A goodbye to remember from Saint Louis
The magic of being geographically located by the ocean and by the river. Sunset – over the ocean. Sunrise – over the river.
The orange sun greets us and rises quickly. We race through the fishermen sector with a whiff of carrion and head outside St. Louis. We leave the three-faced city life (rich, fishermen and traders) to take dirt roads (in this case red-colored) to a kingdom of birds named Djoudj Sanctuary. After shaking on the red roads and several encounters with smiling wild boars, we arrive at an improvised port.
Peacefulness and busyness of Djoudj bird sanctuary
We get on board a boat along with other toubabs (tou bab – a white man, more on that later). We point the cameras to the little islands on the lake, where a variety of bird species are strolling.
Only the trained eye of an ornithologist would realize the impressive variety of flying fauna. We notice the larger species – cormorants and pelicans. And countless water lilies floating on the surface of the lake.
The view that leaves us without words is a colony of dozens of pelicans, caught up in daily activities and sitting closely next to each other. Some rise in formations in the air, others just stand and are beautiful. There is something charming about so many creations of nature, all being at one small space at the same time.
Looking for “normal” lunch
It’s getting hotter and we decide to head south. Day brings us a long journey from the north of Senegal and down south after Dakar. In many villages, with or without shade, life does not stop.
Beautiful Senegalese women with elongated necks and graceful presence carry large baskets, bowls and other goods on their heads. The markets are full of seasonal melons (which are monochrome green), and other gifts of the Earth.
The air conditioning in the car helps us almost not feel how hot it is outside – 38 degrees Celsius. We try to stop at a village for lunch – only Senegalese cuisine. Today, we have restless stomachs (read – light diarrhea) and decide to abstain from fish cuisine. Do not get us wrong – it’s very delicious and fresh, but we are not used to eating fish twice a day. So with every village we pass, we get more and more hope to get to the city where we will eventually have some choice for food.
Eventually we reach a town and get directions to the first “western” place for food. We order basil pasta and we’re happy with this simply but delicious choice.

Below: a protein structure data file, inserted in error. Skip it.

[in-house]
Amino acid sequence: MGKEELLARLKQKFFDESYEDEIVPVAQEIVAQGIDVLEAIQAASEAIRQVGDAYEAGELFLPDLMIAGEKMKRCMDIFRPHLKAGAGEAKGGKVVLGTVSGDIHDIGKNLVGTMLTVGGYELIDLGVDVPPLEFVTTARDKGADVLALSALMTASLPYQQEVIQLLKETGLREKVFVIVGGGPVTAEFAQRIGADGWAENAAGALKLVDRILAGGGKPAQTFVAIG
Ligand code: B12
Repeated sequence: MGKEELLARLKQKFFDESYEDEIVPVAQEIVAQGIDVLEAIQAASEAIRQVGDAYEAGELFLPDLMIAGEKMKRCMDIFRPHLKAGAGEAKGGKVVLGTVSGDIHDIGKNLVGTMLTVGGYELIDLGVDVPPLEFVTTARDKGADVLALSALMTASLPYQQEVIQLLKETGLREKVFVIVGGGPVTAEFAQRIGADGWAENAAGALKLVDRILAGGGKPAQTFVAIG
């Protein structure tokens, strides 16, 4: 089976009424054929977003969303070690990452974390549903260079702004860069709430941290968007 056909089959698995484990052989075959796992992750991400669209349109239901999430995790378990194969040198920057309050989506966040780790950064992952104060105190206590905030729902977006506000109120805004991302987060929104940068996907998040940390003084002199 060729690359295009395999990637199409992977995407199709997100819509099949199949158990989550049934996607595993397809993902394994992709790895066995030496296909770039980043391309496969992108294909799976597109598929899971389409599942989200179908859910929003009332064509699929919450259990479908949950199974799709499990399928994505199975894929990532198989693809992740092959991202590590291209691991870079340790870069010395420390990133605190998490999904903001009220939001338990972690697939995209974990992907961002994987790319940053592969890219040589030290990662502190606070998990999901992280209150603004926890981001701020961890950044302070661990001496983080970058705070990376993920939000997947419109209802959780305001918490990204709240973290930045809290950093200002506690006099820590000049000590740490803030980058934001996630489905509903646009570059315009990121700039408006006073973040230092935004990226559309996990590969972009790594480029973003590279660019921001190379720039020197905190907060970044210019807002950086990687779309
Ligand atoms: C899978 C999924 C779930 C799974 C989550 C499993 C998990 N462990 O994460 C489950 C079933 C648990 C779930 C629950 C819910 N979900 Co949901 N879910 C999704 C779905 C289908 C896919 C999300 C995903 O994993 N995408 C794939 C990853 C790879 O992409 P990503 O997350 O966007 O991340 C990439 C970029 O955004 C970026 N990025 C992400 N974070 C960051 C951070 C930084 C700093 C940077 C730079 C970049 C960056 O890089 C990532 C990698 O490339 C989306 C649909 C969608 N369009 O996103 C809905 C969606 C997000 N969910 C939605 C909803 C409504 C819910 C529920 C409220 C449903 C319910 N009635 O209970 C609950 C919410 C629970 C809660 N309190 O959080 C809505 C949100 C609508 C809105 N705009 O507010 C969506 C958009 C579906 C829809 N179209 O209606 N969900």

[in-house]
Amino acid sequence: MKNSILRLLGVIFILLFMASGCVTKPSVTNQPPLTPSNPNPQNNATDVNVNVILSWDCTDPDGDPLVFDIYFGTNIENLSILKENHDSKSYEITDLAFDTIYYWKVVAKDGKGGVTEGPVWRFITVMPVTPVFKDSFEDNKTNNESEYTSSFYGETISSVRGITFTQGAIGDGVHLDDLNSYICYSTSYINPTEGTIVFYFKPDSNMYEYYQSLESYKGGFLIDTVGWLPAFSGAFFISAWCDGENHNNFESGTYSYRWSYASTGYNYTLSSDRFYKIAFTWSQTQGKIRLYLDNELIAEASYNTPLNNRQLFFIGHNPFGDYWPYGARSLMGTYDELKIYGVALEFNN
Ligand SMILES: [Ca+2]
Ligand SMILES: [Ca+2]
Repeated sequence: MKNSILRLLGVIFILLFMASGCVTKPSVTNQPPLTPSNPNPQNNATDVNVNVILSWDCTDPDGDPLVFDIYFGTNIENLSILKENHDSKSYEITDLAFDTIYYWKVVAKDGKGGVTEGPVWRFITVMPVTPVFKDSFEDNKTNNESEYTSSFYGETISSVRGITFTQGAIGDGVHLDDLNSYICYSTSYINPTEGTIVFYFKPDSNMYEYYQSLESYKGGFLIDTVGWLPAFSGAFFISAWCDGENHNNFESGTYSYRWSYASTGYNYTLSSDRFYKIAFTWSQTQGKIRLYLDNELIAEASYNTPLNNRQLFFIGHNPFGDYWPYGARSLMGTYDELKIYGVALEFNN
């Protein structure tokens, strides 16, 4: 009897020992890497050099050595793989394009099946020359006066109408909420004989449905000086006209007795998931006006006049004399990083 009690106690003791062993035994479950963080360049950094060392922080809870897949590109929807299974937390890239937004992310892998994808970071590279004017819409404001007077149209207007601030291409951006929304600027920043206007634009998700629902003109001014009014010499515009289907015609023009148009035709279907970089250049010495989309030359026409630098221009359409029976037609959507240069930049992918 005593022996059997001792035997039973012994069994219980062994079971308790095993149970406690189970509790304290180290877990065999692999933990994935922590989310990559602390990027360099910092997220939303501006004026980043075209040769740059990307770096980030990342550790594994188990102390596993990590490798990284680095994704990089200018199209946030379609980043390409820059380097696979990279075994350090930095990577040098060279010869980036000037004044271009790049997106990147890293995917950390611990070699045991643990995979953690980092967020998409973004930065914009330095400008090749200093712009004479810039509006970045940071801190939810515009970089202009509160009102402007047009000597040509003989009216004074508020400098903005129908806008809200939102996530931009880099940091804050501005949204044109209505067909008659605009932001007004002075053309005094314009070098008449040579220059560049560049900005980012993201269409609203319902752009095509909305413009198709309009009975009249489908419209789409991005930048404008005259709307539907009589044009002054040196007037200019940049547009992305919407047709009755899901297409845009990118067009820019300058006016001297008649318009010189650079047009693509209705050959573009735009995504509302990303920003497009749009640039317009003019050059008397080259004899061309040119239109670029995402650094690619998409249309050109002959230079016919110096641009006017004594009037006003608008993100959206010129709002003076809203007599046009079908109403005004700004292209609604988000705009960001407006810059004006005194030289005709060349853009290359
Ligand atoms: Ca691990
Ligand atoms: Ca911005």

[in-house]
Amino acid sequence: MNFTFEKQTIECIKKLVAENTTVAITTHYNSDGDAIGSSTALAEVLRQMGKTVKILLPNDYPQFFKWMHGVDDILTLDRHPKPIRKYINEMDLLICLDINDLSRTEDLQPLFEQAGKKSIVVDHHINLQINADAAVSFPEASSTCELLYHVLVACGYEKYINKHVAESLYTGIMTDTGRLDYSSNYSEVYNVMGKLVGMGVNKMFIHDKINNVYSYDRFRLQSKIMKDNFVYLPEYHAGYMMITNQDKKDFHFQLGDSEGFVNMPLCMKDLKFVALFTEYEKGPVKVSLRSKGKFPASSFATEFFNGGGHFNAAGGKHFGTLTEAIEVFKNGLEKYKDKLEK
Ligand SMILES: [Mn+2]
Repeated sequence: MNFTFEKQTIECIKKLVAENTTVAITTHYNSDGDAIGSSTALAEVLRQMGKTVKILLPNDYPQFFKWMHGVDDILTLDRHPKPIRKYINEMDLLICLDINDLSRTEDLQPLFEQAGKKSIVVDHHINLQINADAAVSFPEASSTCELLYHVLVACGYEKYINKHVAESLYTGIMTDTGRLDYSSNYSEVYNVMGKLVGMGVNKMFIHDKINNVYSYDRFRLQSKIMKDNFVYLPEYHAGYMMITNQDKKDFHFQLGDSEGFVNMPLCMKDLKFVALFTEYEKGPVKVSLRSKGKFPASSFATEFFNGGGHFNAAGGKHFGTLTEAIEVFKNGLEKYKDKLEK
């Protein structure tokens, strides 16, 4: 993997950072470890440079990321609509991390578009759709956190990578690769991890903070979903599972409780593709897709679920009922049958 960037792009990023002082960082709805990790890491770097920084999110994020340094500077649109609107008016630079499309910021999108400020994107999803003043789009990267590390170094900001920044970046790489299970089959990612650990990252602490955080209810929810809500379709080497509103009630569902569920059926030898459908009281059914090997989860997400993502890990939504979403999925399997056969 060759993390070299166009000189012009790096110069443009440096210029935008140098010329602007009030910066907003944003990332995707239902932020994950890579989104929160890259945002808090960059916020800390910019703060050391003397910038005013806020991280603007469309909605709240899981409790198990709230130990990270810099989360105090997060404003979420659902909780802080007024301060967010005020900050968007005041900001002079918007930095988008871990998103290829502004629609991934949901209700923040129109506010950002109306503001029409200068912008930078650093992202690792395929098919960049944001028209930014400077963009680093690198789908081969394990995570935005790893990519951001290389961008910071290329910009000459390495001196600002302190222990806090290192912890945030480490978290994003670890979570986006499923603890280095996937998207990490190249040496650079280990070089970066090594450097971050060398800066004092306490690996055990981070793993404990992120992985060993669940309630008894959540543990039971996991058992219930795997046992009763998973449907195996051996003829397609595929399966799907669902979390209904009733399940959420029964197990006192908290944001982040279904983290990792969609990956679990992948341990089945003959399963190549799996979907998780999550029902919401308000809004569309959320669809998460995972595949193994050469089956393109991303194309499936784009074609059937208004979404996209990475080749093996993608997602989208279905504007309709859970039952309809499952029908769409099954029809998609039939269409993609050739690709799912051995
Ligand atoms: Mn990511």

Nace is even able to talk with the workers in the toilet in pure Bulgarian ( “can I go wash my hands?” and they moved so he can get to the sink). It’s time to proceed to the town of Mbor (Mbour). There the cute ecological Casa Verde is waiting for us – a two-floor African hut with a spiral staircase inside.
Going south – destination Mbour
From the local language Wolof tou bab means white man. Although you can never know whether it’s used in a positive or negative sense – we are starting to get used to be called like this. Children are the most expressive and often run after us and shout “tubab, tubab” sometimes it evolves to “tubib, tubib.” And yet we don’t know that soon we would start to call each other so. We use it, of course, in a positive sense, playfully. We do not want to discriminate on racial, so we avoid lines like “to eat as tubabs finally”. It’s easy to spot the everyday language racist stereotypes in places where you are a minority.
We’re back to the beach, only this time a lot happens on the beach. Mbor men do many sports, so every three seconds you can see someone running, exercising, or working out in front of your eyes. Any type of strength and endurance training is done on the beach.
Still you can spot some pieces of litter on the sand, but the sport spirit kind of compensates a little. At sunset we hear percussion instruments playing on the beach in groups.
Another typical activity is the wrestling, as the Senegalese love this sport. While we are monitoring the beach sport life, we are monitored by several saleswomen with bracelets and scarfs of every shape and color. Luckily they receive some attention by a group of elderly French men, apparently the language of love is French indeed.
What would you do if you lived next to the beach? It looks great for sports, relaxations, romance, walks, what else?
Stay with us! Tomorrow we continue with Senegalese arts and tranquility…
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